Hi if I add my experience to the pot. So back from trip to Pub and I hope its honest and coherent.

First off the Body, I think the 40D and 50D are quite comparable. At ISO400 and below I would give the 50D the slight advantage, but above ISO800 I think the 40D has a slight advantage. when it comes to the 7D, then I found no area where the 7D was not at least equal if not better. Certainly @ ISO1600 and above I felt the 7D has an advantage over the 40D. But ISO 800 and lower and A3 prints could you spot the difference? I could not. the 7D AF system is more sophisticated and given time I am confident you can get better results, but it requires a bit more thought in set up. I am confident that if you spent a few weeks with the camera and a lens set up to configure it the 7D would give more repeatable results. Where does that leave us, the 40D is in my eyes a good match for me, I have found it an easy to use camera that is capable of good results but I think for wildlife the number of keepers in difficult situations will be higher with a 7D that has been set up to match he lens. Out of the box I think the 40D will do just as well. I have not tried the 60D. Also note a number of 40D 's have experienced shutter failures @ 15K images. Mine did, but after a Canon repair it has taken far more no issue. Is this significant??? I think a batch had an issue as Canon service turned it round quickly just outside warranty no questions for free.

On lenses I think Canon has a strong set of options, and the lenses make more of a difference than the bodies. First off the 400 f5.6 is sharp wide open and fast to focus. But no IS and fixed focal length is an issue. For birds in flight brilliant.

The 300 F4 IS works well as a prime and with a 1.4x converter it is a 420mm lens and it has IS. But I found with the TC it turned in the same performance as the 100-400, similar AF, similar sharpness. So not as good wide open on a TC as a 400mm prime ,but IS.

Some people rate the 70-20 F2.8 plus a 2x converter. In my eyes every time I have tried the canon 2x converter it has not been a good result. the 1.4x fine but the 2x times tends to show soft wide open results till you stop the lens down. Luminous landscape also tried it and found it inferior. So my view is for wildlife it is the worst of the Canon options. Perhaps I was unlucky.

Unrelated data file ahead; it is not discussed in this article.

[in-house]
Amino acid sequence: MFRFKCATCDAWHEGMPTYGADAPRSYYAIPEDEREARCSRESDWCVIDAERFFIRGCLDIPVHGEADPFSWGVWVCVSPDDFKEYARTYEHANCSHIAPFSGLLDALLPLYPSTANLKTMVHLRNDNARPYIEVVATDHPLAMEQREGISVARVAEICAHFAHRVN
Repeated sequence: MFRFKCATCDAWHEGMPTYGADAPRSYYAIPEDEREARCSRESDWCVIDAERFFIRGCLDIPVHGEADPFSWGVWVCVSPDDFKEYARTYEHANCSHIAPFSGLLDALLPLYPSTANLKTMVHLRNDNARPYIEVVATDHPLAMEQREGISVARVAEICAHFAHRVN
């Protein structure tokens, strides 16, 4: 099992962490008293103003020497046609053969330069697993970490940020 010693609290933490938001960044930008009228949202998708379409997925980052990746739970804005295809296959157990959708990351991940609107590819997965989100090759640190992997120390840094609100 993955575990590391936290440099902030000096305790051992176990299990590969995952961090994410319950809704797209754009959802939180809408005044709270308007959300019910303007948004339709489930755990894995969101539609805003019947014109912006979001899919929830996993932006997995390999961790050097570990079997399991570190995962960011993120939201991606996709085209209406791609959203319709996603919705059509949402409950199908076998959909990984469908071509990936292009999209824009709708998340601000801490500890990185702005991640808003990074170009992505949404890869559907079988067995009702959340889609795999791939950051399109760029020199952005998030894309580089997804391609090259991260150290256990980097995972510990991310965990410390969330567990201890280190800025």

Next the Marmite lens in the Canon range. the 100-400. Some love it some hate it. I fall into the find a good version and love it camp. The lenses vary a lot copy to copy, I tried some 2nd hand versions that were not good. My version is excellent 100-350mm but looses a bit of contrast wide open @400mm. It is easy to add contrast at image process so I do that..Stop down to f8 and all is well. In my eyes it is ahead of the Sigma 150-500. As an all round do everything lens it is great for sports or landscapes or wildlife, so jack of all trades, not the master of any, and not as bad as some reports would have you believe.

And so to conclusions, for birds in flight I would get the 400mm f5.6, but for general do everything the 100-400 is the compromise I would recommend and in fact took. As for bodies I find the 40D a good competent companion, but if you can afford it, get the 7D.

I hope this helps and is honest. I like and enjoy my 40D, it suits me when matched to a 100-400. would it be better to recommend a newer camera?????? Tricky. I like my set up.

Last Modified By strawman at 20 Jan 2011 - 1:03 AM Helpful Post! This post was flagged as helpful
Overread
Overread  63746 forum posts England18 Constructive Critique Points
20 Jan 2011 - 1:56 AM

strawman - I fully agree with your view on the 70-200mm f2.8 IS L and a 2*TC not being up to the same standard as the 100-400mm - however the new M2 version of the 70-200mm f2.8 IS L is. It is a dramatic improvement over the original (I have owned and used both) and produces very capable 400mm results and is very much on par with the 100-400mm at the 400mm mark. The 100-400mm has a slight edge with things like chromatic aberrations, but overall telling shots from the two apart would be very hard.

However the M2 is far more in cost than these other options and I only threw it in here just in case Stray had a canon setup and one of the pre existing (or was considering one of) the other 70-200mm lenses - at which point a sell and upgrade would have fitted into the rough budget area he is looking at.

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StrayCat
StrayCat  1014448 forum posts Canada2 Constructive Critique Points
20 Jan 2011 - 3:56 AM

Thanks again guys. I have 4 years experience with the Nikon VR 80-400mm, which is much slower to focus than the Canon 100-400mm, but I am quite familiar with the focal range for birds and wildlife. However, one of my main goals here is to put together a fairly economical, high quality system that will handle both stills and flight shots. The kit to handle birds in flight has always been my biggest regret, but I can't justify the kind of cash requred for the 500mm or 600mm, or, God forbid, the 800mm.Tongue One thing I keep thinking about is the image in the viewfinder when shooting birds on the wing; I keep imagining that it would be extremely difficult the longer the focal length. What do you think? I'd love to have both the Canon 300mm f4, and the 400mm f5.6. The price is right on both lenses, when considering the lenses by themselves, with no TC. John, for me, I really think the 40D is the body to go with; I did quite a bit of research on this camera when it was first released, and I've followed several of you guys on here who use it. I like the look of everything about it.